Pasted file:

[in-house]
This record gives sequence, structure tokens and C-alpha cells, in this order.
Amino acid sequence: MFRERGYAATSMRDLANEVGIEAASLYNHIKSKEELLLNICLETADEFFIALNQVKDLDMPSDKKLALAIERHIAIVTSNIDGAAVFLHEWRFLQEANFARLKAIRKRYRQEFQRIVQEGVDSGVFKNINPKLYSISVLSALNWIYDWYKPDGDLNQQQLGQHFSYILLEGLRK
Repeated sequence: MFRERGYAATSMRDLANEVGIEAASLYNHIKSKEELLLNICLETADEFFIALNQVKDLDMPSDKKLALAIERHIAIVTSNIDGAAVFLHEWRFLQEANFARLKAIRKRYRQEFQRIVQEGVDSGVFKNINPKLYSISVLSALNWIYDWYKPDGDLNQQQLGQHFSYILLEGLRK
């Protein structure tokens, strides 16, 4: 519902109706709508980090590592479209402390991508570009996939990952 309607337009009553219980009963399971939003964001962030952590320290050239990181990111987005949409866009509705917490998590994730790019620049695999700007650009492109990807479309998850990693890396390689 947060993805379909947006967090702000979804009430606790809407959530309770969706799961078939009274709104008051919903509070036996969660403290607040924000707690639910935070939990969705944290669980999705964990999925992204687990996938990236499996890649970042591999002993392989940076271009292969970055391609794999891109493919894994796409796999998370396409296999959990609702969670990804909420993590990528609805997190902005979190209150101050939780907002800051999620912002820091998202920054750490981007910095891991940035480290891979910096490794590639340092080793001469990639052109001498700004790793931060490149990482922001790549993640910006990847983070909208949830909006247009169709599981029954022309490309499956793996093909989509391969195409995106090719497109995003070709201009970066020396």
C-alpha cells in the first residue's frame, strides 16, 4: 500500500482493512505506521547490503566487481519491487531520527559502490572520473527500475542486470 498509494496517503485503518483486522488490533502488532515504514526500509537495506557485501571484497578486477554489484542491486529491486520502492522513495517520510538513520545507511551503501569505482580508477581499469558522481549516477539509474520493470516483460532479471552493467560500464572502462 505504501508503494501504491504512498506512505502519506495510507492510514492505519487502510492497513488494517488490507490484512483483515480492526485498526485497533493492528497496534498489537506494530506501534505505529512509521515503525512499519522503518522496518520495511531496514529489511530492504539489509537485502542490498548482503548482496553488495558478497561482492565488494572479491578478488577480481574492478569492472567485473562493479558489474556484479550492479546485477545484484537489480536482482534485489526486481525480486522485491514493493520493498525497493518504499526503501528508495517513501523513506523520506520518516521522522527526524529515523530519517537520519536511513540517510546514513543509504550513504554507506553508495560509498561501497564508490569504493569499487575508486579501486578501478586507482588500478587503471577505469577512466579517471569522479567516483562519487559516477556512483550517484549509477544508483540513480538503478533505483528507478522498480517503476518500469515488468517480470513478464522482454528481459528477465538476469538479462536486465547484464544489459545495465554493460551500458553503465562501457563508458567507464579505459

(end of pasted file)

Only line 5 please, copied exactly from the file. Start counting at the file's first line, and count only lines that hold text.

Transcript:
């Protein structure tokens, strides 16, 4: 519902109706709508980090590592479209402390991508570009996939990952 309607337009009553219980009963399971939003964001962030952590320290050239990181990111987005949409866009509705917490998590994730790019620049695999700007650009492109990807479309998850990693890396390689 947060993805379909947006967090702000979804009430606790809407959530309770969706799961078939009274709104008051919903509070036996969660403290607040924000707690639910935070939990969705944290669980999705964990999925992204687990996938990236499996890649970042591999002993392989940076271009292969970055391609794999891109493919894994796409796999998370396409296999959990609702969670990804909420993590990528609805997190902005979190209150101050939780907002800051999620912002820091998202920054750490981007910095891991940035480290891979910096490794590639340092080793001469990639052109001498700004790793931060490149990482922001790549993640910006990847983070909208949830909006247009169709599981029954022309490309499956793996093909989509391969195409995106090719497109995003070709201009970066020396």